In what ways do you think the technical aspects of a production inform or manipulate the story and the creative process?
Ben Gervais: Fundamentally, at the end of the day, it's not about the technology. It has to be about the experience that we want viewers to have. Ang is very adamant about that; Ang is not a technology person. We joke that Ang can barely operate his iPad; he doesn't know megapixels and retracing and things like that. He doesn't speak that language. He's really looking for how intimately we connect with the characters on the screen. And that's what should always wag the dog with this kind of experience in cinema. You don't want to make technology for technology's sake; you want to be able to help people connect in a different way with the story. And that's what the driving force was for all of us.
It’s funny to hear that you guys joke about Ang Lee not even being able manage an iPad because he seems to be such a champion for developing these new kinds of technologies.
Ben Gervais: Yeah, the first time he actually saw 120 3D when we were doing testing for Billy Lynn, he kind of gave me an "oh, shit" moment. Like he wanted to ignore it but it was such a compelling image that he felt he had to explore it. And the reason it was compelling was because we felt like it was the realization of digital cinema. Up until this point, we have used digital tools to mimic what the last hundred years of cinema has done. The past hundred years of cinema has had some great art, and Ang has made some of that great art. But when he saw this, he saw it as digital cinema becoming its own thing, separate from celluloid cinema. They're both great, but this is us finally not trying to mimic what we used to do and actually explore what the technology can provide for a filmmaker in terms of intimacy and immediacy in telling a story.
There have been a lot of debates recently over the aesthetics and qualifications of action films as cinema – which is an interesting stance to me for all the reasons you just explained, and because these films seem to be the ones revolutionizing the art form. Do you care to comment on your perspective on this debate?
Ben Gervais: I think that what every director, whether they're making a Marvel movie or a drama, is trying to achieve is to tell an interesting story to an audience. And they have different goals in doing that: sometimes, they're trying to affect social change; sometimes, they're trying to just provide entertainment. There's nothing necessarily wrong with either approach, which is where you get into "what is pure cinema" versus episodic TV brought to a big screen. Gemini Man straddles that line in a lot of ways. Ang is a very dramatic director and to him, there is just as much juice in the dialogue and the tension between the characters when they're not in an action scene as there is when they are shooting an action scene. So I think it's more of a spectrum. Maybe the dialogue recently has made it out to be that "these movies are in this category" and "these movies are in that category" and never the two shall meet. I don't think that's realistic. I think there's a big area of grey in between the two and it just depends on what the audience wants at any given time.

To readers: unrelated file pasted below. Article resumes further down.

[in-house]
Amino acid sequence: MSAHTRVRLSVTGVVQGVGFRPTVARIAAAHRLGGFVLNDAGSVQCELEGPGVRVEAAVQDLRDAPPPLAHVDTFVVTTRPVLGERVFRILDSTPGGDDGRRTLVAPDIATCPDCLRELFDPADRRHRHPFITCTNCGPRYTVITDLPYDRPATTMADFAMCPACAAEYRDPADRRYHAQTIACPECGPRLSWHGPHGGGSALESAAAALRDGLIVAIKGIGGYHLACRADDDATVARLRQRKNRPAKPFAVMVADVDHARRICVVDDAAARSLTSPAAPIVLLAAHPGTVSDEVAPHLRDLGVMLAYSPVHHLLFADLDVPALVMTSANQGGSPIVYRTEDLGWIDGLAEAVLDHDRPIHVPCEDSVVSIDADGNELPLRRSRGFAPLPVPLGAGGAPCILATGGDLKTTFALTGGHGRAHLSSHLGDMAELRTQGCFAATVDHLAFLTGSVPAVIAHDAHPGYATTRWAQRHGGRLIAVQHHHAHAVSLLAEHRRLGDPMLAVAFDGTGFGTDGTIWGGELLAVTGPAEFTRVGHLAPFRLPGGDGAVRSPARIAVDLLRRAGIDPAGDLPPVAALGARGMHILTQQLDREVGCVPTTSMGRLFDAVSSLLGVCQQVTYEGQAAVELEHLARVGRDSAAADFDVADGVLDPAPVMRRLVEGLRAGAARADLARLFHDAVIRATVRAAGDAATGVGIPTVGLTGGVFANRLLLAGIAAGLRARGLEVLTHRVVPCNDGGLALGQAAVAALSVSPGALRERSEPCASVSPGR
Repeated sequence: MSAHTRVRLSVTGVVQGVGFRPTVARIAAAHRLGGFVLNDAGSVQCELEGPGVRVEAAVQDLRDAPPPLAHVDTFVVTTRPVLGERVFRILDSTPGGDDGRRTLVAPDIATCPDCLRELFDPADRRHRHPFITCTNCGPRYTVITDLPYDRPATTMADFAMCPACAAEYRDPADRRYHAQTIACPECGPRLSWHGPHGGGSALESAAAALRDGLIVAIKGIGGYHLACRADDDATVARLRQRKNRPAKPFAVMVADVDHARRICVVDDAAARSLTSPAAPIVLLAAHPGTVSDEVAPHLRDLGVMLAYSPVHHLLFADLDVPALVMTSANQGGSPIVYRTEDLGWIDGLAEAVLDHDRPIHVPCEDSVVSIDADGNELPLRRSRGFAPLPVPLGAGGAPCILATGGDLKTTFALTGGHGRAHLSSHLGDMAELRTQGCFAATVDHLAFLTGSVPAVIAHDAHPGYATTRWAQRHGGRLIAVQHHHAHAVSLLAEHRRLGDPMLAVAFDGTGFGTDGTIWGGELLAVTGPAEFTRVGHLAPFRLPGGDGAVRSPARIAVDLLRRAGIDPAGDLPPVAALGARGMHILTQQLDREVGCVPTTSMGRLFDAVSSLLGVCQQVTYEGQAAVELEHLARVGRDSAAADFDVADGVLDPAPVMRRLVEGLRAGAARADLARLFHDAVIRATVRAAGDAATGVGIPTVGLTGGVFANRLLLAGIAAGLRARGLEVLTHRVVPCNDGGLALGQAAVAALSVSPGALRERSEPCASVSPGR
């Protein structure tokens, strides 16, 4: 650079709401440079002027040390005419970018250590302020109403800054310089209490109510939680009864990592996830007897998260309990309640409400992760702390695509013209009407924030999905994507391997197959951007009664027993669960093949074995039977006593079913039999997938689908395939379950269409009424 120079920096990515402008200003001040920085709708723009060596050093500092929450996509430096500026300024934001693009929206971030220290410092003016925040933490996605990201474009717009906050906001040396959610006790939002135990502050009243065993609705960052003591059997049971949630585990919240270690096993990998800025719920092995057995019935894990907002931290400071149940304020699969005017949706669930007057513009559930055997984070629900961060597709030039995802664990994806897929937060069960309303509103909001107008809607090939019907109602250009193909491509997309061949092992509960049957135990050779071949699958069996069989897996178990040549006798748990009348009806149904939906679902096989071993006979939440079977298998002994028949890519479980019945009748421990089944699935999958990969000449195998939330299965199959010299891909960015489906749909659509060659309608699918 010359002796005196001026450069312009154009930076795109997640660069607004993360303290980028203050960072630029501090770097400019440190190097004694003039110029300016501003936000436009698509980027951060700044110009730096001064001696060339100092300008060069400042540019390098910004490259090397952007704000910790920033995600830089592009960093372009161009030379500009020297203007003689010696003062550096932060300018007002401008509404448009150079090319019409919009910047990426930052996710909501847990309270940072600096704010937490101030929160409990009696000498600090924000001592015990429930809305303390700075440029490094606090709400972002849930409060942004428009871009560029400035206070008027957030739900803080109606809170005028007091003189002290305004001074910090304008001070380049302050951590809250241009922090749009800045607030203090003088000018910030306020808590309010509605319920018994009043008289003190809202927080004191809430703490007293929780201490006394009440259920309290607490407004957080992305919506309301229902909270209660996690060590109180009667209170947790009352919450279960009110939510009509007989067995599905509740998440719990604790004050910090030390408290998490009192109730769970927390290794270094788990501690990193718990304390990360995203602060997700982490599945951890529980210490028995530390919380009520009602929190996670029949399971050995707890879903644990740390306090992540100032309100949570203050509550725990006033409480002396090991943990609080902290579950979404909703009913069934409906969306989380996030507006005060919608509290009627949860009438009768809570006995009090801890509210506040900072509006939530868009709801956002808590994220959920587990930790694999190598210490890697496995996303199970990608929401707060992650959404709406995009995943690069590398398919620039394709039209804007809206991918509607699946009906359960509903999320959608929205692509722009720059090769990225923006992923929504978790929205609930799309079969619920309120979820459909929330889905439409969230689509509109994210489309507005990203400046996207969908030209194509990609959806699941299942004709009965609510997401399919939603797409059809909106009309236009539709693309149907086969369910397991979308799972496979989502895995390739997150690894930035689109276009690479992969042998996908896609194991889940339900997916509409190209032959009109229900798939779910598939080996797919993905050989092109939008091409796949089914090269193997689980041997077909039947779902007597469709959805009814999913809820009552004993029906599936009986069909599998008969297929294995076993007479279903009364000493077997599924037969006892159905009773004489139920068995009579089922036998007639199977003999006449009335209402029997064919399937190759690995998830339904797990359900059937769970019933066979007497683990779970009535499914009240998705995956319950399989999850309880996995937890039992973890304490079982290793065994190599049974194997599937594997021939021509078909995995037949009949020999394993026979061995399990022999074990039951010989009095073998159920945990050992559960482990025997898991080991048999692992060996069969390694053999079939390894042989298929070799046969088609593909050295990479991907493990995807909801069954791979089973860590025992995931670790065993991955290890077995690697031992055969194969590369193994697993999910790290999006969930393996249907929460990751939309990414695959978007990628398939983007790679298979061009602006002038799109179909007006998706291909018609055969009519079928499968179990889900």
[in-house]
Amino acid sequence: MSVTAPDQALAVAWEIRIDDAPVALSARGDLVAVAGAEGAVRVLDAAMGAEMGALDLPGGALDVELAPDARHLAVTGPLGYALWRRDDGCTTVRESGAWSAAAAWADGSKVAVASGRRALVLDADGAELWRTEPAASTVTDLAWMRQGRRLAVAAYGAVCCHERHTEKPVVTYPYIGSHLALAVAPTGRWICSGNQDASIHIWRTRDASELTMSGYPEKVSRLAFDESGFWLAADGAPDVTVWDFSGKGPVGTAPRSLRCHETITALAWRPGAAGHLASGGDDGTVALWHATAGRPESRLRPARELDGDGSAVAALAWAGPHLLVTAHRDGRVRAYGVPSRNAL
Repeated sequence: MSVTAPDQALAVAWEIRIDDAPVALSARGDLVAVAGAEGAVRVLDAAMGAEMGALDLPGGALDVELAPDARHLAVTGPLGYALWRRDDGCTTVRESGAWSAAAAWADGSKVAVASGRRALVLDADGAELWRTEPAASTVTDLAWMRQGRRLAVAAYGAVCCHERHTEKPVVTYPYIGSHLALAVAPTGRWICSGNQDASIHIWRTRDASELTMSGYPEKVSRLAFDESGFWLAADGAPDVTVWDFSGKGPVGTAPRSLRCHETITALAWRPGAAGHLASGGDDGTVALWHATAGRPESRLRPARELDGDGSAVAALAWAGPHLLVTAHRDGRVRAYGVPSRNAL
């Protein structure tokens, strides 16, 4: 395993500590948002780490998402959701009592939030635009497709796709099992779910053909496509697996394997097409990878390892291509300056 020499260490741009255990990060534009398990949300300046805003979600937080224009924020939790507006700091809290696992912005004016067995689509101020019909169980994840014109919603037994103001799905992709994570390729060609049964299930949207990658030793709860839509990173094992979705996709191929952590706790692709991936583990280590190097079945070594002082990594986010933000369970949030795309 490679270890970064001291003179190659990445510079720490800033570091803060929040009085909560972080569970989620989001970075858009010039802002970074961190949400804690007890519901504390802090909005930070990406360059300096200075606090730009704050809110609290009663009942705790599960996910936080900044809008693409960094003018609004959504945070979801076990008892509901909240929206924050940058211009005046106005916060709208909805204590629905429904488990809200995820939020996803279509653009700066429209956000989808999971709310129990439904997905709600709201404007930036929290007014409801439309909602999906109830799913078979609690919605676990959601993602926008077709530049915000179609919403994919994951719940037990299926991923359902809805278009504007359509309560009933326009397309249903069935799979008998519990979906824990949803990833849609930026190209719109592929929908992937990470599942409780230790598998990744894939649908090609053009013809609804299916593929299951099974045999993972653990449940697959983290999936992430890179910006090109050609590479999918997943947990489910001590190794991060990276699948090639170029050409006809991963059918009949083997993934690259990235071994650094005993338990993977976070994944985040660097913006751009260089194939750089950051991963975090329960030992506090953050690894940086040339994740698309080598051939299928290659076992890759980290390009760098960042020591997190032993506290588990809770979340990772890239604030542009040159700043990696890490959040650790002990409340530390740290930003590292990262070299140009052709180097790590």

We did, of course, just enter a new decade and my neck hurts looking up at the technological possibilities of the next ten years. What do you consider to be the most vital piece of developing technology in terms of filmmaking?
Ben Gervais: In terms of filmmaking, I really think that we've already revolutionized audio with ATMOS. The picture hasn't come that long of a way. And I think we're going to see a lot better quality [in that department] over the next ten years, being introduced to the cinema in regards to not just the digital revolution, but to contrast, frame rate, and thinks like that. Things that really give you a wider pallet in terms of matching what your eyes see a lot closer. And that will open up opportunities for cinematography to develop as well.